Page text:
Freshman paramedic helps out those in need on and off campus
Danielle Brown remembers the day a man was rushed into the emergency room where they found out that he had cut his own toe off and tried to super glue it back on.
“I was working in the emergency room as an EMT, so this happened when I first started,” said Danielle Brown, a Humboldt State University freshman. “He was coming to us about two weeks after it happened, he was septic and ended up having a blood clot in his heart.”
Brown is a HSU freshman currently majoring in cellular/molecular biology but she’s also a licensed paramedic in Arcata.
“The toe was dead and we immediately had to cut off the foot to stop the infection from spreading,” Brown said.
Brown has been a paramedic for close to two years now. She started off as an emergency medical technician for six months where she completed the 1,700 hours she needed to become a licensed paramedic. As a paramedic she helped out in various different locations in Los Angeles, responding to all types of medical emergencies.
As a paramedic, Brown is trained beyond the requirements for an EMT.
“I have the ability to use over 150 different medications,” Brown said. “I can do CPR and I’m trained for any ‘in-field maneuvers’, anything you can think of that is needed in the field.”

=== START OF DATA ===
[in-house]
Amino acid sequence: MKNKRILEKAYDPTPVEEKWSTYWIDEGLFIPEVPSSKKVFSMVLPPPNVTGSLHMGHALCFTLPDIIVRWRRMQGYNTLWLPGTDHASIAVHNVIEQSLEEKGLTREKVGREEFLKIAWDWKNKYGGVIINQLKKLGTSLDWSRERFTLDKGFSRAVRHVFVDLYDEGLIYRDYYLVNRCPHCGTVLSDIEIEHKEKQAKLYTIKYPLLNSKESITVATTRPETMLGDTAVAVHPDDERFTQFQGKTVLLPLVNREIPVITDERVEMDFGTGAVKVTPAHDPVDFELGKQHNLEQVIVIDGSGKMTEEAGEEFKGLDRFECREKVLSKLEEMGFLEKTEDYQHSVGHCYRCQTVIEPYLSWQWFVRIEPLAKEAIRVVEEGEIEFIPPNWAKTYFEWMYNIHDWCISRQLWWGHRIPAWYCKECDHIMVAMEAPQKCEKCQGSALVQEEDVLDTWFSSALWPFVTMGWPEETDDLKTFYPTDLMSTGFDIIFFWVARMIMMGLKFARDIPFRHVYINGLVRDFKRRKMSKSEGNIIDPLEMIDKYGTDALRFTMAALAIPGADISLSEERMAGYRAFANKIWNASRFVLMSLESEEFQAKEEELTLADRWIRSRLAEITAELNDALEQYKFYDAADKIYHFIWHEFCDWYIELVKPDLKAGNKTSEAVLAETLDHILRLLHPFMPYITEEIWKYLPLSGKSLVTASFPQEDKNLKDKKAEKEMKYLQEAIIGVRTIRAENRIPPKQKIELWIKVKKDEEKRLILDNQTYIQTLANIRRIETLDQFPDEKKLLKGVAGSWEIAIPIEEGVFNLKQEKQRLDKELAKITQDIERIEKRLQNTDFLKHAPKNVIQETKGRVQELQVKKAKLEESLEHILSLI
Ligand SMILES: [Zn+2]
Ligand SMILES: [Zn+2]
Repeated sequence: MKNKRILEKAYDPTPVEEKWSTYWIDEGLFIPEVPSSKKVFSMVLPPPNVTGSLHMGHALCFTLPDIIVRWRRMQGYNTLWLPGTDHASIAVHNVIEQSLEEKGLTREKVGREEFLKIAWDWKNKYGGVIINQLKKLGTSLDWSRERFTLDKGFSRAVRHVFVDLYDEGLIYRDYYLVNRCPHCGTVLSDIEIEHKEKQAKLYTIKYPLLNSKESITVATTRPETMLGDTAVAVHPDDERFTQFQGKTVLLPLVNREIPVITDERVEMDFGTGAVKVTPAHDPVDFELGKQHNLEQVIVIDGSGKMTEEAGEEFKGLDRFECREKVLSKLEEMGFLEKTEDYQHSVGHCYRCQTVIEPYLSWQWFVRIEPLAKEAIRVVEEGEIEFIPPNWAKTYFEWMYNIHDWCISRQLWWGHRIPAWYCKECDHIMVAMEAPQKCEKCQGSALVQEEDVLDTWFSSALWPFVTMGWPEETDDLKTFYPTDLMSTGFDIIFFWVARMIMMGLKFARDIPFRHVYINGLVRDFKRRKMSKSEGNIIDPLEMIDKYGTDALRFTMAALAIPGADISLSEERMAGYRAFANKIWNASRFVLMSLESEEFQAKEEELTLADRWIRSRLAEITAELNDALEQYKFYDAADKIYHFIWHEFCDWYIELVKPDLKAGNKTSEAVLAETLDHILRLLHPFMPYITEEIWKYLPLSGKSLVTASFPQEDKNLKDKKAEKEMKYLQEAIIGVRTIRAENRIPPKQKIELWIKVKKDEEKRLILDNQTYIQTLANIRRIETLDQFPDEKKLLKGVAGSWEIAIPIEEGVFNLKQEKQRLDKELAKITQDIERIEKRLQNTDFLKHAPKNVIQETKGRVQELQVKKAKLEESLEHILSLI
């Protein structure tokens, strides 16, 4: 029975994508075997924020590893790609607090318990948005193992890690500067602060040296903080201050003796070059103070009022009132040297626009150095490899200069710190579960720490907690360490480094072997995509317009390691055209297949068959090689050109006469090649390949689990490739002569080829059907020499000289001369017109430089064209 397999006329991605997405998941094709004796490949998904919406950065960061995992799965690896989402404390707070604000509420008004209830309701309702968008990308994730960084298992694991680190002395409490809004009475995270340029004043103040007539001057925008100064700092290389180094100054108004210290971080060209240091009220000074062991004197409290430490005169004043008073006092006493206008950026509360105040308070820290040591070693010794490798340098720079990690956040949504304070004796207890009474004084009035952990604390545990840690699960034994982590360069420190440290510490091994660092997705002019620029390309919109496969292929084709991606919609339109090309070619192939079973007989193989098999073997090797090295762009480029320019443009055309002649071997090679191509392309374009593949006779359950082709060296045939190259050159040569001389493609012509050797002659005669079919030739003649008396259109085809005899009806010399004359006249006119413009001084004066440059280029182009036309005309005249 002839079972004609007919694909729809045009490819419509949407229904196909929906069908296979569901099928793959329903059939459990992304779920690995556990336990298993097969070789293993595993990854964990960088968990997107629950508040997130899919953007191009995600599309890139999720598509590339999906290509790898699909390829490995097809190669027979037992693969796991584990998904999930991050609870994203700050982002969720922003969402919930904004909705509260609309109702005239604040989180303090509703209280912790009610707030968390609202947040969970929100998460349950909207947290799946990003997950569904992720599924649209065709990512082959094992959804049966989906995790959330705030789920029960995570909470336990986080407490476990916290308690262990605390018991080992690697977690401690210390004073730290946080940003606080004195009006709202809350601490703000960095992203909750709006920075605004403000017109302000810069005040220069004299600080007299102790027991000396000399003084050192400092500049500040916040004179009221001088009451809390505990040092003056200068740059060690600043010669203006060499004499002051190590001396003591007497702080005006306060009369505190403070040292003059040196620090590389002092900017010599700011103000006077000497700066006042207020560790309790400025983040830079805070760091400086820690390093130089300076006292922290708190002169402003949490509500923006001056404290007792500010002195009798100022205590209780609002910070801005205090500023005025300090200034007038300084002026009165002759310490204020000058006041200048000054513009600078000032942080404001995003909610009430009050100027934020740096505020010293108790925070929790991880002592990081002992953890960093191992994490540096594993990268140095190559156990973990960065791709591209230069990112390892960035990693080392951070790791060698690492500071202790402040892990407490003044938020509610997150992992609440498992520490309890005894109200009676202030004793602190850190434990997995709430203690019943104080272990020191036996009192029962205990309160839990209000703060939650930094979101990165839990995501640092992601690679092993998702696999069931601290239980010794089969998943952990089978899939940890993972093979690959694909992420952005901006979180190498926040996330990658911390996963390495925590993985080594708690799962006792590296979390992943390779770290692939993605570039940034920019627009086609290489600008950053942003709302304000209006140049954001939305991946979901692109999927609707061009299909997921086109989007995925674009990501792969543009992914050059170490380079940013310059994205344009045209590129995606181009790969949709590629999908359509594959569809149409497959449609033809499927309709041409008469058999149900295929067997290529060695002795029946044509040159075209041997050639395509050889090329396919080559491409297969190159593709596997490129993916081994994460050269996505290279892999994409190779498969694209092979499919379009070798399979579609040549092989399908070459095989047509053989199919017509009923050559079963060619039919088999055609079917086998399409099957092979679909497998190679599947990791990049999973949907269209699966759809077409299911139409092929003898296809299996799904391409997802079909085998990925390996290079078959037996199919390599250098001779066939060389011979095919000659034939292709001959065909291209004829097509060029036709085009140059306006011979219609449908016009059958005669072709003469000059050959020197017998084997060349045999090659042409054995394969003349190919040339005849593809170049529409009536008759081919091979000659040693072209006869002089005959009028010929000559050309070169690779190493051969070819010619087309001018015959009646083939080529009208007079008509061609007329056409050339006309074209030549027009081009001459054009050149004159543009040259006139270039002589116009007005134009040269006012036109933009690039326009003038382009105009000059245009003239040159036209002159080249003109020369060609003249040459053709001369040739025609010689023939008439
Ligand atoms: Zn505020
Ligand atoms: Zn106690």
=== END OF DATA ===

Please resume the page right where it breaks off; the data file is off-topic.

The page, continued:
Brown is always on call for the HSU campus as a paramedic. This means she responds to calls of people in need of medical assistance whenever her phone rings.
“I think I get a call at least once a week from some people next door needing some help,” Brown said.
According to Brown, the job gives her a high adrenaline rush. She’s literally always on her toes and no two days are the same.
“It’s always great to have the ‘go go go,’” Brown said.
In regards to the future with her career, Brown wants to go into emergency medicine. She hopes to progress from a paramedic to an ER doctor. She is doing this all because she not only likes helping people, but it also looks great on medical school applications.
Outside of the great parts of the job there are also some downsides, the main one being the fact that you never know what happens to the people you’ve helped afterwards.
“The EMTs and paramedics all have a saying which is ‘stitch em’ and ‘ditch em’,” Brown said. “You patch them up as quickly as you can and throw them on.”